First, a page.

Texas Last Will & Testament Information


A Texas Last Will & Testament includes the following requirements:


The testator must be eighteen years old or older, unless they are serving in the armed forces, or have been married. 


They must also be of ‘sound mind’.

The Will must be signed by the testator or by someone else in their name (provided it is done under the testator’s direction and in their presence).


The signing of the Will requires at least two witnesses over the age of 14 in order to make it valid. 

Another requirement to make the Will valid is that it must be in written format. Handwritten wills may also be valid. They must be signed by the testator and written up by them. Witnesses are not required for handwritten wills, though an affidavit is required attesting that the document is the testator’s last will and testament. It must also be stated that they were 18 years or older, or a member of the armed forces, or lawfully married. 

A Texas resident may bequeath their assets to any beneficiaries. In addition, a will has to be proved in probate within four years after the testator’s death. In the event that this doesn’t happen, the property is divided through the Texan laws of intestacy. 

Click here if you have any questions about creating a last will in Texas.


Our study into how young Texans plan on giving away their estates in their wills was featured on Daily News & More's website. Below is the article text, and you can follow a link to the story below:

Generation Zen: Big-hearted Texans ranked among the most charitable in the nation, reveals survey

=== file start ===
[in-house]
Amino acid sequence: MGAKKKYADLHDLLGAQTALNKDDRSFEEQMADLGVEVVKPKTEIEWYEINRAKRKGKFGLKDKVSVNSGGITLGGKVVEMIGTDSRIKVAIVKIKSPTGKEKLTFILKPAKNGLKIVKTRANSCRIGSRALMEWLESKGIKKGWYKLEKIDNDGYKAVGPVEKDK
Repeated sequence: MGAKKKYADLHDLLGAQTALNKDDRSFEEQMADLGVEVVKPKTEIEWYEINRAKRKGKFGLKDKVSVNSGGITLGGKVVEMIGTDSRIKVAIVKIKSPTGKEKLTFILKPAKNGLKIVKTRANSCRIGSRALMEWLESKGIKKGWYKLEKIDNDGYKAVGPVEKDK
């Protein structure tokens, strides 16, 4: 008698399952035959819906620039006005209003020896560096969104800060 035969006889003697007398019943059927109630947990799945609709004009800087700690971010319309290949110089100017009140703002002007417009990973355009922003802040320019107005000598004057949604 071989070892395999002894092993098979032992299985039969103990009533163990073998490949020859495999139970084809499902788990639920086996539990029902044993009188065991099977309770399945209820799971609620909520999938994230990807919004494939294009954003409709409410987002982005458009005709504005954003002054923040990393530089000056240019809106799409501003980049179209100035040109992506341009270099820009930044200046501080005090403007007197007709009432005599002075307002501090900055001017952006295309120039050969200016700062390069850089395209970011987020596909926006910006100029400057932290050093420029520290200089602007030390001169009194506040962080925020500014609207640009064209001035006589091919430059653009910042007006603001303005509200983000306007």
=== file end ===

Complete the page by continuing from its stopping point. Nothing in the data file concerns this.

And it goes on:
The financial challenges facing young people in America have been widely reported. Millennials and 'Gen Zers' continue to carry over $1 trillion in student loan debt, and are resigned to the prospect of renting long term rather than buying properties. Experts have observed that these age groups are even altering the way they define success – that is, less defined by the money they have, and more by the way they live. Success for them is doing meaningful work with a better work-life balance.

USAWillGuru.com, a provider of will & testament information – conducted a survey of 3,000 Gen Zers, revealing how they intend on distributing their estates when they are older.  

Generation Zen? Encouragingly, when asked if they would donate part of their estates to charities, 77% of young Texans said they would - considerably above the national average of 65%.

And a reflection of the sign of the times, 1 in 3 (35%) of Gen Zers in The Lone Star State say they would indeed consider leaving some money to organizations that combat climate change. Considering there is no Planet B, donating funds to help fight the effects of global warming is a great way to ensure this planet is conserved for future generations.

In fact, it was found that the Generation Z in Texas are among the most philanthropic in the nation!

The study also revealed that, despite their good intentions, how little in the way of financial value they expect to pass on to future generations when they are their parents’ age. Almost half (49%) of Generation Zers in Texas do not believe they ever will own significant assets to include in their wills when they are older. On the flipside, 76% of those surveyed said that they doubt they will inherit assets of any 'significant value’ from their parents.

Respondents were also asked who they plan to include as main beneficiaries in their wills. It was found that close to 3/4 (74%) said they would pass their assets on to their family.

21% said they would gift proceeds to charity and just 2% said their assets would go to their friends.


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